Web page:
Really. Mr. Bryson Pillars was chewing some tobacco when … [I’ll let the Mississippi Supreme Court take it from here. They just don’t write them like they used to.]
It seems that appellant [Mr. Pillars] consumed one plug of his purchase, which measured up to representations, that it was tobacco unmixed with human flesh, but when appellant tackled the second plug it made him sick, but, not suspecting the tobacco, he tried another chew, and still another, until he bit into some foreign substance, which crumbled like dry bread, and caused him to foam at the mouth, while he was getting “sicker and sicker.” Finally, his teeth struck something hard; he could not bite through it. After an examination he discovered a human toe, with flesh and nail intact. We refrain from detailing the further harrowing and nauseating details. The appellant consulted a physician, who testified that appellant exhibited all of the characteristic symptoms of ptomaine poison. The physician examined the toe and identified it as a human toe in a state of putrefaction, and said, in effect, that his condition was caused by the poison generated by the rotten toe.[emphasis added]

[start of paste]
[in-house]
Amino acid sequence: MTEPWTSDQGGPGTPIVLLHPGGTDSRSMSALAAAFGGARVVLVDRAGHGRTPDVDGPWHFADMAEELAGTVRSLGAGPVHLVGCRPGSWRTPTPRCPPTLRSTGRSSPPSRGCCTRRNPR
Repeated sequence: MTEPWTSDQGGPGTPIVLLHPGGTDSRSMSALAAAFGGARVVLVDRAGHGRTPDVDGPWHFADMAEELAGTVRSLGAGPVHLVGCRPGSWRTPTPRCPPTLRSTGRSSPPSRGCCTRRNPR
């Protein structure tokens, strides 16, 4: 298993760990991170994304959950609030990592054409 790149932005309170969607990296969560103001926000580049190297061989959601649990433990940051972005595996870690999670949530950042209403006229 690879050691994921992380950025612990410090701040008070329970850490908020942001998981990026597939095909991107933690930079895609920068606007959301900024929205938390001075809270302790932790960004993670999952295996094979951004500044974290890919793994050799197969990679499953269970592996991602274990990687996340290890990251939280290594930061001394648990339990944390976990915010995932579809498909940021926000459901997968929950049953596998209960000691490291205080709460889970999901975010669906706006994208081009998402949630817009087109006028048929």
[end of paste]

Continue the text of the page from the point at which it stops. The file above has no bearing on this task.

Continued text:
I … think … I’m … going … to … be ………sick. So I guess you know what happened to Pillars at the trial court.
He lost, because “Generally speaking, the rule is that the manufacturer is not liable to the ultimate consumer for damages resulting from the defects and impurities of the manufactured article.” On appeal, Pillars … won! Seems the Mississippi Supreme Court could “imagine no reason why, with ordinary care human toes could not be left out of chewing tobacco, and if toes are found in chewing tobacco, it seems to us that somebody has been very careless.” Agreed. The case is Pillars v. R.J. Reynolds Tobacco Co. et al., 78 So. 365 (Ms. 1918).